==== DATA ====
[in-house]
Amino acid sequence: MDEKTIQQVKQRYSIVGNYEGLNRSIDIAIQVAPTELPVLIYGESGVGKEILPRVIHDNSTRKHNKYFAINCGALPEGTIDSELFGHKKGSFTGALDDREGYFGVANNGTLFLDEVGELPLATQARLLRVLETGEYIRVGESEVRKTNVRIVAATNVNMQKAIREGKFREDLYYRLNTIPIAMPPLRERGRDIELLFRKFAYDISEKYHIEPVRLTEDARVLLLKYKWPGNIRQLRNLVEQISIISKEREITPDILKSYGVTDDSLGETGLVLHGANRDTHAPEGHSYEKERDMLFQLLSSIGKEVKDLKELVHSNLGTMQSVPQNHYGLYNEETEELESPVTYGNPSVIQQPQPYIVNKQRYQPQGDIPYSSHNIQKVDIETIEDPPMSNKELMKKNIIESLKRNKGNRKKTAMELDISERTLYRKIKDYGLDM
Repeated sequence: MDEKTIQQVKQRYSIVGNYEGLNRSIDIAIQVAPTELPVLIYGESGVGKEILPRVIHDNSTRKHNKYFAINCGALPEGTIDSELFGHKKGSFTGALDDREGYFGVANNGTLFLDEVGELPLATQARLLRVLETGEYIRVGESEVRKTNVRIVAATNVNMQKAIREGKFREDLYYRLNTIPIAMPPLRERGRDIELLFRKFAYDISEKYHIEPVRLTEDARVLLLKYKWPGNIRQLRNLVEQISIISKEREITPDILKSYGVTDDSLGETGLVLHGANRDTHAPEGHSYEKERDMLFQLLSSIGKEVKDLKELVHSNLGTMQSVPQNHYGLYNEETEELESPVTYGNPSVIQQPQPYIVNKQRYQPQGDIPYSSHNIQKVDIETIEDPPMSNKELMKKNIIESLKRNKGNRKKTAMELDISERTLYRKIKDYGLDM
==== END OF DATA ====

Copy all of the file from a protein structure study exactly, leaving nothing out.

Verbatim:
[in-house]
Amino acid sequence: MDEKTIQQVKQRYSIVGNYEGLNRSIDIAIQVAPTELPVLIYGESGVGKEILPRVIHDNSTRKHNKYFAINCGALPEGTIDSELFGHKKGSFTGALDDREGYFGVANNGTLFLDEVGELPLATQARLLRVLETGEYIRVGESEVRKTNVRIVAATNVNMQKAIREGKFREDLYYRLNTIPIAMPPLRERGRDIELLFRKFAYDISEKYHIEPVRLTEDARVLLLKYKWPGNIRQLRNLVEQISIISKEREITPDILKSYGVTDDSLGETGLVLHGANRDTHAPEGHSYEKERDMLFQLLSSIGKEVKDLKELVHSNLGTMQSVPQNHYGLYNEETEELESPVTYGNPSVIQQPQPYIVNKQRYQPQGDIPYSSHNIQKVDIETIEDPPMSNKELMKKNIIESLKRNKGNRKKTAMELDISERTLYRKIKDYGLDM
Repeated sequence: MDEKTIQQVKQRYSIVGNYEGLNRSIDIAIQVAPTELPVLIYGESGVGKEILPRVIHDNSTRKHNKYFAINCGALPEGTIDSELFGHKKGSFTGALDDREGYFGVANNGTLFLDEVGELPLATQARLLRVLETGEYIRVGESEVRKTNVRIVAATNVNMQKAIREGKFREDLYYRLNTIPIAMPPLRERGRDIELLFRKFAYDISEKYHIEPVRLTEDARVLLLKYKWPGNIRQLRNLVEQISIISKEREITPDILKSYGVTDDSLGETGLVLHGANRDTHAPEGHSYEKERDMLFQLLSSIGKEVKDLKELVHSNLGTMQSVPQNHYGLYNEETEELESPVTYGNPSVIQQPQPYIVNKQRYQPQGDIPYSSHNIQKVDIETIEDPPMSNKELMKKNIIESLKRNKGNRKKTAMELDISERTLYRKIKDYGLDM